Administration officials from the Department of Human Services will testify Thursday before the House Committee on Energy and Commerce in Washington D.C., continuing the administration’s push for congressional action to prevent the U.S. Virgin Islands and other insular territories from falling off the Medicaid “fiscal cliff.”
The Subcommittee on Health of the Committee on Energy and Commerce will hold a hearing beginning at 10:30 a.m. Thursday in the Rayburn House Office Building. The hearing is entitled “Strengthening Health Care in the U.S. Territories for Today and Into the Future.” Those interested can watch the hearing stream live here or here.
The U.S. Virgin Islands receives temporary Medicaid funds from the Affordable Care Act and the Bipartisan Budget Act of 2018, both of which provide critical health care support to more than 28,000 residents enrolled in Medicaid in the U.S. Virgin Islands. But both programs are set to expire at the end of September if Congress does not act before that date.
If Congress does not act to avert the fiscal cliff, the territory faces a 40 percent decrease in federal healthcare funds, amounting to a $31 million shortfall and the potential loss of Medicaid coverage for 18,000 Virgin Islands residents, according to the news release from Government House.
Gov. Albert Bryan said Wednesday the administration has been working aggressively to lobby for federal action to avert the crisis and for a permanent resolution to the longstanding disparity in federal healthcare funding to the territory.
Referring to the temporary 100 percent Federal Medicaid Assistance Percentage granted to the territory as part of the budget act after the 2017 hurricanes, Bryan said, “The initial response from the federal government has provided needed help to our healthcare system, but it has been two years since the storms, and many are still awaiting the refurbishment of the hospitals so that they can return home and receive medical treatment in the territory.”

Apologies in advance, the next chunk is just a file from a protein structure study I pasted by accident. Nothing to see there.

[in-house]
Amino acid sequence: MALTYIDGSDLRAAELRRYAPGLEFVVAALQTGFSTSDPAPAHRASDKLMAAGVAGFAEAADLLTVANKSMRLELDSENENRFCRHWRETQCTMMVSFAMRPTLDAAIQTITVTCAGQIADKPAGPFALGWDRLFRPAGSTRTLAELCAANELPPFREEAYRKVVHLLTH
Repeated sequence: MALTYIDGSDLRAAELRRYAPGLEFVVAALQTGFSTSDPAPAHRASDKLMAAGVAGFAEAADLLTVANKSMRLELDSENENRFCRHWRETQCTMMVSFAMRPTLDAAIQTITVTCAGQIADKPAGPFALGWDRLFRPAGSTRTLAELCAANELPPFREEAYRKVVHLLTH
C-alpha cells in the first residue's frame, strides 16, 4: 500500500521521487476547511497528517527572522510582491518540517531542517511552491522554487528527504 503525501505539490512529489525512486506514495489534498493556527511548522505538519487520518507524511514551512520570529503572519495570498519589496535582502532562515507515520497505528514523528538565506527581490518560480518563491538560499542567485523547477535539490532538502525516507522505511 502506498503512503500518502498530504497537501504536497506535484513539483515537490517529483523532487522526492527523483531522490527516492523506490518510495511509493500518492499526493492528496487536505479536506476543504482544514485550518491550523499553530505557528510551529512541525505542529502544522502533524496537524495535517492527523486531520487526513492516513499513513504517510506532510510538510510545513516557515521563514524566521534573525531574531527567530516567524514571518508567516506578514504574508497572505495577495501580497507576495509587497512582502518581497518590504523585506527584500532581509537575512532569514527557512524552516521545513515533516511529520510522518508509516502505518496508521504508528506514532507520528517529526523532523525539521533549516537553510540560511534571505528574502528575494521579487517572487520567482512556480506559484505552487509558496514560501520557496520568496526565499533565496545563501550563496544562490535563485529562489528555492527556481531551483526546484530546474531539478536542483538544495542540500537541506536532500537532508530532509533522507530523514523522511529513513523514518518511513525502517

The governor said Wednesday that the majority of the territory’s population is over 50 years of age and more vulnerable to chronic illnesses and infectious diseases and added that, “resolving the longstanding disparities in federal Medicaid funding to the territory is a moral imperative.”
“If people don’t have access to affordable healthcare, they get sicker,” the governor said, “or even worse, they die. The U.S. Virgin Islands must be given parity with the rest of the United States on this issue,” Bryan said.
Bryan and his administration officials have testified before Congress and White House officials four times in recent months and are working with Virgin Islands Delegate to Congress Stacey Plaskett and other members of Congress to lobby for reforms to Medicaid that will keep in place hundreds of millions in funding and protect health coverage for thousands of Virgin Islands residents.
Unlike in the states, where FMAP is not capped and the federal share varies based on the per capita income or residents of that state, federal funding for Medicaid in the territories is subject to a statutory cap and a fixed federal matching rate.As a result, the FMAP to the U.S. Virgin Islands is capped at 55 percent.
In a recent letter to both the chairmen and ranking members of the U.S. Senate Finance Committee and the House Committee on Energy and Commerce, Bryan expressed the urgent need for Congress to address the critical federal and local funding crisis confronting the territory’s healthcare system.
In his letter, Bryan requested that Congress extend the 100 percent FMAP set to expire at the end of September for two additional fiscal years to afford the territory short term relief.
“For us, this issue is straightforward,” Bryan said. “We need a short-term reprieve that recognizes the recovery is ongoing, but aside from the recovery, it is now time for the federal government to end the disparity in Medicaid funding to the USVI and other insular territories.”
Bryan has also proposed that Congress consider supporting an 83 percent FMAP to the U.S.Virgin Islands for three additional fiscal years through Sept 30, 2024.